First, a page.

Why You Probably Won't Get a Public Apology

Last month, Fox News settled Gretchen’s Carlson’s sexual harassment claim against former chairman, Roger Ailes, by agreeing to pay Carlson $20 Million and make a public apology. Carlson didn’t sue Fox. Instead, she sued Ailes personally. And, even though Ailes consistently denied Carlson’s allegations that she was fired from Fox because she complained about Ailes’ sexual harassment, 21st Century Fox agreed to pay the settlement and apologize. "We sincerely regret and apologize for the fact that Gretchen was not treated with the respect and dignity that she and all of our colleagues deserve," it announced in connection with a statement lauding Carlson’s work at Fox.

It is extremely rare for an employer to publicly apologize in connection with an employee’s or former employee’s legal claims. Settlements between employers and employees typically come with strict confidentiality requirements and a “no admission” provision.

A “no admission” provision means that the employer is not admitting any guilt. The argument in favor of them is that an admission could give an inference in favor of future claims. Settlements are intended to resolve disputes and minimize future risk. In our society, apologies are considered admissions of guilt and admissions do not help minimize future risk. Even though the lawsuit was only against Ailes, Fox News could still be exposed to liability in connection with other claims against Ailes.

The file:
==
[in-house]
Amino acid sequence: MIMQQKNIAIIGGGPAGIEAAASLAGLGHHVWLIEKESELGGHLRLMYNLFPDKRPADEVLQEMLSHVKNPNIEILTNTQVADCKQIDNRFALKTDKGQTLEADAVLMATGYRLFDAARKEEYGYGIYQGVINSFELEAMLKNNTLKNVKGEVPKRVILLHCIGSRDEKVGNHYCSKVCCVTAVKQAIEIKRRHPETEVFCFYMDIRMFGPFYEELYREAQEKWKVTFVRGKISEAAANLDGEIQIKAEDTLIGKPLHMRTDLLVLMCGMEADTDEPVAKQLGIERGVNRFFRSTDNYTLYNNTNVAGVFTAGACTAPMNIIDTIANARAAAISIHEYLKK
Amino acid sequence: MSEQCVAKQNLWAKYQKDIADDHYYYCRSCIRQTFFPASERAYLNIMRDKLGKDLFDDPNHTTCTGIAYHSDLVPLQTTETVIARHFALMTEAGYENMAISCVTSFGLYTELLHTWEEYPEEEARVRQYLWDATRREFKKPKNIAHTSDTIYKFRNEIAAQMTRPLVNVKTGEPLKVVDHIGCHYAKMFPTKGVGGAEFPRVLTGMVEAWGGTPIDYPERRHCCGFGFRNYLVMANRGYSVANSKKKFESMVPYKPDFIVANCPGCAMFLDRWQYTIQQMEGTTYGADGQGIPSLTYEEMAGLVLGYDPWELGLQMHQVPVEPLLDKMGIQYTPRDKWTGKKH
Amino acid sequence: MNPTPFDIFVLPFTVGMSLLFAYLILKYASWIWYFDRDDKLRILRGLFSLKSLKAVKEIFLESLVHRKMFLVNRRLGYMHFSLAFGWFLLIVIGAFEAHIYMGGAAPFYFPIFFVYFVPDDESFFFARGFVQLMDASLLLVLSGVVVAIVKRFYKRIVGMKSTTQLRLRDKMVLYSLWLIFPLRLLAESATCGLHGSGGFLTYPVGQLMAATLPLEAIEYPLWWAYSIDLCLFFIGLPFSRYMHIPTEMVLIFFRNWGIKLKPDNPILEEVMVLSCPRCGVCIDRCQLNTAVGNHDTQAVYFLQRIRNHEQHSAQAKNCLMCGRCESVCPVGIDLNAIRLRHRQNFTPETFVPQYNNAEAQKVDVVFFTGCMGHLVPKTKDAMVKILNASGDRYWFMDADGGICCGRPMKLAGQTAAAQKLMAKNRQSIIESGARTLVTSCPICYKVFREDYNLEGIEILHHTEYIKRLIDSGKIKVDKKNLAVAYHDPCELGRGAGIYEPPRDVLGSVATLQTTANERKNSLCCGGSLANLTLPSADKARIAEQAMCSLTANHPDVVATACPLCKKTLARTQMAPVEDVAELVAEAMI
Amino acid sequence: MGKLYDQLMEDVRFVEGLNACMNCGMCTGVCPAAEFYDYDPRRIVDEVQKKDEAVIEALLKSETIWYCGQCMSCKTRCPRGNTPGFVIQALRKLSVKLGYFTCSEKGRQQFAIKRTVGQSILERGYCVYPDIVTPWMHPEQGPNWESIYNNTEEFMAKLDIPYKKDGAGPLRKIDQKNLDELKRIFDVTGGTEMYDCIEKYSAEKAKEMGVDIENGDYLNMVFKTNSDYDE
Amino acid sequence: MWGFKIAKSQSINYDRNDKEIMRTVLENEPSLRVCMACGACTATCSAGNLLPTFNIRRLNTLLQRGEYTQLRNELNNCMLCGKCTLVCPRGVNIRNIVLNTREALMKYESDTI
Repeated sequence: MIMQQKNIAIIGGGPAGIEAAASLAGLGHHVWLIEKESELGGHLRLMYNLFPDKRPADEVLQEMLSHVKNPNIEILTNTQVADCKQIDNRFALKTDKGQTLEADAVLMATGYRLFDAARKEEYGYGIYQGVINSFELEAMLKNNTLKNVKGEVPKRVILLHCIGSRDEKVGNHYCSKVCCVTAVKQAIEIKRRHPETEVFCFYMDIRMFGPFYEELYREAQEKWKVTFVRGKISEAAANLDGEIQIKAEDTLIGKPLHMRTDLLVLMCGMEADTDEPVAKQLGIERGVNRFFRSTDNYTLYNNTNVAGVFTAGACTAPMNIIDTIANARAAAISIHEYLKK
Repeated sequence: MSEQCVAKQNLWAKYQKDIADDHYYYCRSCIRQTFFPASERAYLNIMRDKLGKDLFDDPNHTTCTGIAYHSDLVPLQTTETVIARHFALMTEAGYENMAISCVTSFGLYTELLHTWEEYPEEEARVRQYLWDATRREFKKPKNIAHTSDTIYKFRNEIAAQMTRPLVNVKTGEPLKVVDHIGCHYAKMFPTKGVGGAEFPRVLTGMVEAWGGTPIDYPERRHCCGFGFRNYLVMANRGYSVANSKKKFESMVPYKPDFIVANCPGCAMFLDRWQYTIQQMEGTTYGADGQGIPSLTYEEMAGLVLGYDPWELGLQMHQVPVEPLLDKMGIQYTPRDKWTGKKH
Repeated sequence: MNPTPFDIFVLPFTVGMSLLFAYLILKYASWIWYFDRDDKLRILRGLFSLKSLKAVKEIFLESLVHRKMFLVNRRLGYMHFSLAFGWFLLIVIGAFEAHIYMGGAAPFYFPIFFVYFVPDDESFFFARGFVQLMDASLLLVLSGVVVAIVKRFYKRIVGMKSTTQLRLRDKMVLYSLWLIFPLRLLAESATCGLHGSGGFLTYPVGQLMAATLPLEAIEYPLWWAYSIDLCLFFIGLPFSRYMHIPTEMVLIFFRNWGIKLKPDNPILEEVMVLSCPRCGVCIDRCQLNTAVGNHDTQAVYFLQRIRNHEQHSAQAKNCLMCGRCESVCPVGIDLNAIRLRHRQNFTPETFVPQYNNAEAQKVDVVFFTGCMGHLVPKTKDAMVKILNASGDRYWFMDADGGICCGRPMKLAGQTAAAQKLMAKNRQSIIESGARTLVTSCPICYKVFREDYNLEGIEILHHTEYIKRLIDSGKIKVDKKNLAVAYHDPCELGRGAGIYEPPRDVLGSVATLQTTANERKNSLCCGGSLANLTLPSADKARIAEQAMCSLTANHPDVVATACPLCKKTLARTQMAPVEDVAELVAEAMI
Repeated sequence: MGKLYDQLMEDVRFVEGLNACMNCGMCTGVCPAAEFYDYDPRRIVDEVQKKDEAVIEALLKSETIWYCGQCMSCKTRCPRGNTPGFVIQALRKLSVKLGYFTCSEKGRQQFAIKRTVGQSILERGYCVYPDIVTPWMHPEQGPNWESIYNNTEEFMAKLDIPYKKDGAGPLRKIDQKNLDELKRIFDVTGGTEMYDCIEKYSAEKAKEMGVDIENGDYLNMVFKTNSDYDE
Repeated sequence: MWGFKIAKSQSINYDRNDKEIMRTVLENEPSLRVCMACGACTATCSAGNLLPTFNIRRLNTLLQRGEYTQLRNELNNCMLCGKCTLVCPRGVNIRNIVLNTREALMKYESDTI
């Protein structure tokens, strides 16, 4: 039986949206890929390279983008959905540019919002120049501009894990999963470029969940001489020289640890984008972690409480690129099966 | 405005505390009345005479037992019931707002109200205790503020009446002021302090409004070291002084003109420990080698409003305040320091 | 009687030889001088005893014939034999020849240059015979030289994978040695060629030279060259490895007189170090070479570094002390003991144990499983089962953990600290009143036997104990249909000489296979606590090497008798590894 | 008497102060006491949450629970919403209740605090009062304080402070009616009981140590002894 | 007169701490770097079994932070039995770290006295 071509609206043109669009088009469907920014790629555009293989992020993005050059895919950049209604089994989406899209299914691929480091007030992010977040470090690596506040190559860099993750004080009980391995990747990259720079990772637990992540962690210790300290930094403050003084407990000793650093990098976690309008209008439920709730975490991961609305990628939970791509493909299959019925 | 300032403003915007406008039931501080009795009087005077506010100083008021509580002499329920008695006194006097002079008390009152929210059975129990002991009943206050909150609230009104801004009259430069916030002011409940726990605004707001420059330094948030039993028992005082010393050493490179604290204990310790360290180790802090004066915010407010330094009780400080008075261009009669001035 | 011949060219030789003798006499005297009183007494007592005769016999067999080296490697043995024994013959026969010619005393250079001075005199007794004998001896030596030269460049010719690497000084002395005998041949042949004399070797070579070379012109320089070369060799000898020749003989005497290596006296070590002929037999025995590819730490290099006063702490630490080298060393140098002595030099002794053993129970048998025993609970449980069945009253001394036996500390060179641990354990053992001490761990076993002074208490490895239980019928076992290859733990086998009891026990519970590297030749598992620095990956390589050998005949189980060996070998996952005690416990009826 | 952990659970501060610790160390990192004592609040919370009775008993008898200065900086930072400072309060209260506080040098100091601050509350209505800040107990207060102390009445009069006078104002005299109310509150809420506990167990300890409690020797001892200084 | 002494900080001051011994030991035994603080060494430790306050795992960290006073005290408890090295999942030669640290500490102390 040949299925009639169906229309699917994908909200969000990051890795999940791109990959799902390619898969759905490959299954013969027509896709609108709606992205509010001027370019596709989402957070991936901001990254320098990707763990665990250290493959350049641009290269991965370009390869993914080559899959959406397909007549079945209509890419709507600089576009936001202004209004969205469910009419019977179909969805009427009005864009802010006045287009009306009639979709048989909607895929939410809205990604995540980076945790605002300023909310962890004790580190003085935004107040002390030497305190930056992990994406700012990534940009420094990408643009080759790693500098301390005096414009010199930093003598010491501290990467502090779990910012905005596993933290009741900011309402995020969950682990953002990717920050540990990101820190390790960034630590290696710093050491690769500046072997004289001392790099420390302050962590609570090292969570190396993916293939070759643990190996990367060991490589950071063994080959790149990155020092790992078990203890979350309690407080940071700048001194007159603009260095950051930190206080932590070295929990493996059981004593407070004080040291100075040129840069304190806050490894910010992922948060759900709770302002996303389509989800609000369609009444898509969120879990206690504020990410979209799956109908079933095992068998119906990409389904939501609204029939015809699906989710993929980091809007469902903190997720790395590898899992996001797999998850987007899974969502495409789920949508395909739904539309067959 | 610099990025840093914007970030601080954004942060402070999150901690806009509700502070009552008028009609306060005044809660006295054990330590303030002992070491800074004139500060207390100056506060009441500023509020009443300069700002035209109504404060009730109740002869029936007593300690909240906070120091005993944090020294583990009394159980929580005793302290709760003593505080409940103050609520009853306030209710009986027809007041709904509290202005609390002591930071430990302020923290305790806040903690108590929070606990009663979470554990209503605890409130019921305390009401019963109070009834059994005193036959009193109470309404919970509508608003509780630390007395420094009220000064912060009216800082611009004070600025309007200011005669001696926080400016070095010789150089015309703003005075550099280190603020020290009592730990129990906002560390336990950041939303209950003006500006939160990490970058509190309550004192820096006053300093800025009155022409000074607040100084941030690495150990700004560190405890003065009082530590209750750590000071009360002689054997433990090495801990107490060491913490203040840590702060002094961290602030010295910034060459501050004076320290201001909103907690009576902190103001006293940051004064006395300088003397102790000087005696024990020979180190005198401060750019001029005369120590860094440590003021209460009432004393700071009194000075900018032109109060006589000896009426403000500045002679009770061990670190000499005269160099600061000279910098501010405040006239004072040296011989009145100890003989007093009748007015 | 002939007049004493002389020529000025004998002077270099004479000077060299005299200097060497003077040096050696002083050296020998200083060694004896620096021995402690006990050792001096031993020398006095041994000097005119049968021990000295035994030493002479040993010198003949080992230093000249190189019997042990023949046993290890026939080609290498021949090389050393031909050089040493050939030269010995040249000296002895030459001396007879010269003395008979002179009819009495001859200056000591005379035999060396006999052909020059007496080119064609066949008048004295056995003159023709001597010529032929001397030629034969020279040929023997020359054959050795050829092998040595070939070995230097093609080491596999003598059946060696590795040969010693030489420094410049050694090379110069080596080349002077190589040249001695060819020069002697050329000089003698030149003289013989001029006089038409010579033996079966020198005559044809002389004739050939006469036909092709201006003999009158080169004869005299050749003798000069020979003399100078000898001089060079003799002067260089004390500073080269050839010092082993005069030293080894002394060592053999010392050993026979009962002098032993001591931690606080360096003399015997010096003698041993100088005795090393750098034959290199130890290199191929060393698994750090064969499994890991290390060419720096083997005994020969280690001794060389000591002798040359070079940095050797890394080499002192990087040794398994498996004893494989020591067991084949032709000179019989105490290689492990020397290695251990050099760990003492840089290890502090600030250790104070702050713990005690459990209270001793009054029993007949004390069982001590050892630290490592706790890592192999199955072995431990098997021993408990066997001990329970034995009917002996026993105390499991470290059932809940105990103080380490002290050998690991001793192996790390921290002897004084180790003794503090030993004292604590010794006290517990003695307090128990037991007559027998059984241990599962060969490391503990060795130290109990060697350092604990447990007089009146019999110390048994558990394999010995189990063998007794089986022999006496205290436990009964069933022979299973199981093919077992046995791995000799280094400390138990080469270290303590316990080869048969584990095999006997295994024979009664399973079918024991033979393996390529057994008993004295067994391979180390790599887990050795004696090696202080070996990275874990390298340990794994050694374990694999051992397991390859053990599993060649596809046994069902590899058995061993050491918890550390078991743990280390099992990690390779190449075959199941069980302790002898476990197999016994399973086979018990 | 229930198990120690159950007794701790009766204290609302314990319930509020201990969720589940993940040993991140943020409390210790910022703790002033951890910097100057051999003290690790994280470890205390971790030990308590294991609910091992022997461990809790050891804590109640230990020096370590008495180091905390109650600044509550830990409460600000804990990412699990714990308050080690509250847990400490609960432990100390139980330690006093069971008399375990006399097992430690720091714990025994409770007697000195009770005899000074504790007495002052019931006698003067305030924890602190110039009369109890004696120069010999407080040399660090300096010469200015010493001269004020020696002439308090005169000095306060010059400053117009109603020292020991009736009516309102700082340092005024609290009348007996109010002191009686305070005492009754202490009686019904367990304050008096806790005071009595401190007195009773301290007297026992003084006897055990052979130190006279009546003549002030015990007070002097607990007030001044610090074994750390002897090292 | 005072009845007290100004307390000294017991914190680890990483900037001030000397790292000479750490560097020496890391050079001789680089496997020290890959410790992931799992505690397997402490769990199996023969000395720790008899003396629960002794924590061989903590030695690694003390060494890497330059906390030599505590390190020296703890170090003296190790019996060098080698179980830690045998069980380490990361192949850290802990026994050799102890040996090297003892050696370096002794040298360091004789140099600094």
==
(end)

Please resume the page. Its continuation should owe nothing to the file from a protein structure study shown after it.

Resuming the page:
Carlson had the power of the media on her side and substantial evidence to support her allegations. Most claims that we see are based on more subversive conduct and few plaintiffs have the type of media leverage that Carlson had. Whether the settlement or the apology will lead to further claims against Fox News remains to be seen.

Carlson got an even bigger win here, though. Her claims against Ailes prompted Fox to investigate and inspired other female employees to come forward. Under the pressure of the lawsuit and multiple other allegations, Ailes resigned from his role as chairman.

Although Carlson’s settlement has highlighted the fact that gender discrimination and sexual harassment are still a fact of life for many professional women, the sad fact is that very few women will have the same opportunity for retribution. And, even fewer women will ever get the apology.

Have you experienced sexual harassment in the workplace? Call our dedicated and proven Chicago employment law attorneys at The Prinz Law Firm today. Use our online form to request a free consultation.